As the world staggers away from a difficult 2020 marked by coronavirus and political unrest, the World Economic Forum (WEF) have proclaimed 2021 “A Crucial Year to Rebuild Trust”. It is under this theme that the Davos Agenda 2021 - a virtual event taking place from 25-29 January - will convene as world leaders meet to address the world’s most pressing problems. 

“In the context of the COVID-19 pandemic, the need to reset priorities and the urgency to reform systems have been growing stronger around the world. Rebuilding trust and increasing global cooperation are crucial to fostering innovative and bold solutions to stem the pandemic and drive a robust recovery,” says Klaus Schwab, WEF’s Founder and Executive Chairman. 

Participants will explore five themes to develop bold and innovative solutions to fight the pandemic and drive robust recovery in 2021. These include designing sustainable and resilient economic systems, driving responsible industry transformation and growth, enhancing stewardship of global commons, harnessing the technology of the Fourth Industrial Revolution and advancing global and regional cooperation. 

More than 1,500 business, government and civil society leaders from over 70 countries will take part. Leaders of international organisations include UN secretary-general António Guterres, WHO director-general Tedros Adhanom Ghebreyesus and European Central Bank president Christine Lagarde. Seth Berkley, CEO of Gavi, the Vaccine Alliance and Gabriela Bucher, Executive Director, Oxfam International will be among the civil society leaders present. 

SEE:World Economic Forum to be held in Singapore in May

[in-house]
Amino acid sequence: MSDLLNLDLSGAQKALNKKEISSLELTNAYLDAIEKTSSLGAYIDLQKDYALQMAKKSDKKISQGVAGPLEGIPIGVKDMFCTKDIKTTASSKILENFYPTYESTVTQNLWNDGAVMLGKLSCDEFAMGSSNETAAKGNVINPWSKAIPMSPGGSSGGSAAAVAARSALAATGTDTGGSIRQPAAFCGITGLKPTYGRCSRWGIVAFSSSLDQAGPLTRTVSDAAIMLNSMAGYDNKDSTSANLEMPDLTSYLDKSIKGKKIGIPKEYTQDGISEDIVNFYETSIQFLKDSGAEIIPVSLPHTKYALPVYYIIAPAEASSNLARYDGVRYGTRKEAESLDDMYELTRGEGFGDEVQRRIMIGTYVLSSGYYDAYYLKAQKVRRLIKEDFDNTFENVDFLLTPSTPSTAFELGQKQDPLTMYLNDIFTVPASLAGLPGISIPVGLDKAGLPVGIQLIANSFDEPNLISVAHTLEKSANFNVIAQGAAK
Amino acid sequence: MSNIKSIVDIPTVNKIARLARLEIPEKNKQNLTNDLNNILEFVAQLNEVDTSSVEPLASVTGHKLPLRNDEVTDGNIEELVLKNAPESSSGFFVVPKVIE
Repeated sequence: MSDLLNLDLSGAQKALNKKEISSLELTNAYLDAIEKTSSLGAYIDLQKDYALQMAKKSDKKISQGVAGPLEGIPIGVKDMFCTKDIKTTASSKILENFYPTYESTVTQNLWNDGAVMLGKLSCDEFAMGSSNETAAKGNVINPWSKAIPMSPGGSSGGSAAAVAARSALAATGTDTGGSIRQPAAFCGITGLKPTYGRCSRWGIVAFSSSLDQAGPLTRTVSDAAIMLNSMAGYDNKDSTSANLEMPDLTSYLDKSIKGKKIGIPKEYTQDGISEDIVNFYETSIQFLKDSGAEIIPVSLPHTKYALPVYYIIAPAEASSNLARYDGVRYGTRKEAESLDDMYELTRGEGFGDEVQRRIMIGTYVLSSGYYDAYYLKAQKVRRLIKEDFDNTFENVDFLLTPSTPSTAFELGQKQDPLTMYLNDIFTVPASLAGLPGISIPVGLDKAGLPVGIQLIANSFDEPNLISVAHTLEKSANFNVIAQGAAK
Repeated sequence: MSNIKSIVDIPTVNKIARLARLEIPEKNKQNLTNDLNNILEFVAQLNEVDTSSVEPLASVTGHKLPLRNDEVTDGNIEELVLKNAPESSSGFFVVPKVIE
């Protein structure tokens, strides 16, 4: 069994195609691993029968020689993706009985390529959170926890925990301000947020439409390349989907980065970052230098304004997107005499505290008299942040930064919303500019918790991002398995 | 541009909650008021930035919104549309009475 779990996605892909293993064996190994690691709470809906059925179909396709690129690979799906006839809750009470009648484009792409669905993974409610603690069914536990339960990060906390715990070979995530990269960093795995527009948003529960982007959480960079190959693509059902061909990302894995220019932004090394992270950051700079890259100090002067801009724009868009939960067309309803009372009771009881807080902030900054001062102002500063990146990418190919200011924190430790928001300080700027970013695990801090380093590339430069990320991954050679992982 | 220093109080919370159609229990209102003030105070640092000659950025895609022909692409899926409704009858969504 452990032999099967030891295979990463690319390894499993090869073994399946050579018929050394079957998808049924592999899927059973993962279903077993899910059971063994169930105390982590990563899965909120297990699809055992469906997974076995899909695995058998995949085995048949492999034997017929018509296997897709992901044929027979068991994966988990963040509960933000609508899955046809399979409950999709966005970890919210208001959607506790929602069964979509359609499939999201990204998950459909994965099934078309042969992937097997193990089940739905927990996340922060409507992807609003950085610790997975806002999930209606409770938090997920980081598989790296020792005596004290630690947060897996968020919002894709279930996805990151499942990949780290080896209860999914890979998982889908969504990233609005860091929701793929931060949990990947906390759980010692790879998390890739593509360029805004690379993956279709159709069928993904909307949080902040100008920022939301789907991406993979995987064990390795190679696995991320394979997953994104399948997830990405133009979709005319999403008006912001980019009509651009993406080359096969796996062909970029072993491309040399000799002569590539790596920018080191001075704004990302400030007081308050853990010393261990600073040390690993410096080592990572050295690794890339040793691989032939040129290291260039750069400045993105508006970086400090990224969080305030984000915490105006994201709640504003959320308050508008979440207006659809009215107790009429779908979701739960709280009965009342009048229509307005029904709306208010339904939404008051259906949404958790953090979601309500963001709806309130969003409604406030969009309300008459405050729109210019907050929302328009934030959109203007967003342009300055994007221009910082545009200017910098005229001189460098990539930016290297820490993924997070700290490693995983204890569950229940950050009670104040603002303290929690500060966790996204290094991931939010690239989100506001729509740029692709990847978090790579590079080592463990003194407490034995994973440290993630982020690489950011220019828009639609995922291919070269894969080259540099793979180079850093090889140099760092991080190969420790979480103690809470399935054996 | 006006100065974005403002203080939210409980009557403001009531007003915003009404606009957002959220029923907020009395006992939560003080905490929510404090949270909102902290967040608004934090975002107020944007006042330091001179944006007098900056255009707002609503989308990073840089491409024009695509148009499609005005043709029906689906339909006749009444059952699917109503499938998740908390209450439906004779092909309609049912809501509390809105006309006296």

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Chinese president Xi Jinping and German chancellor Angela Merkel will be among the government leaders who will address the forum. Singapore prime minister Lee Hsien Loong will also grace the event. The US special presidential envoy for climate, John Kerry will be speaking on climate change at the event too. Key government officials including foreign ministers, finance ministers and central bankers will also be involved with the conference. 

“The private sector will be represented by more than 1,000 leaders from the Forum’s member and partner organizations. Seven of the top ten companies by market capitalization are engaged year-round with the Forum and many will participate in The Davos Agenda week. As a working meeting to advance ongoing project work, more than 500 chief executives and chairpersons will take part in sessions throughout the week,” the WEF told the media. 

The fruits of the week’s discussions will be fed into task forces working on global issues. These will subsequently be used to define the agenda of the WEF Special Annual Meeting in Singapore from 25-28 May. Aside from being the second time that the WEF Annual Meeting has been held outside Davos and the first time it has been held in Asia, Schwab notes that this will be the first in-person global summit that will take place since the Covid-19 pandemic began. 

The Davos Agenda will also see the launch of several new WEF initiatives. The goal is to move towards progress towards net-zero emissions, advocate for new standards for racial justice, ensure ethical Artificial Intelligence development in the global public interest and to close the digital divide. Further details on these initiatives will be disclosed at the meeting itself. 

SEE:The challenging arithmetic of climate action

WEF will also be releasing its Global Risks Report 2021 on 19 January in the run-up to the Davos Agenda. Professor Schwab will also launch his newest book on 25 January, “Stakeholder Capitalism: A Global Economy that Works for Progress, People and Planet.” The book explores how societies can build the future post-COVID based on the concept of “stakeholder capitalism”.

Schwab sees the Davos Agenda and the Singapore meeting as playing a crucial role in shaping the global agenda in the lead up to the G7, G20 and COP-26 meetings. Despite the event having to be virtual, Schwab is more than confident that the “spirit of Davos” will be on full display at the virtual event. 

“I am really encouraged by our partners. We have more partners now than we had at the beginning of the crisis, which shows that our partners are not just interested in networking...but they really want to engage,” shares the WEF founder.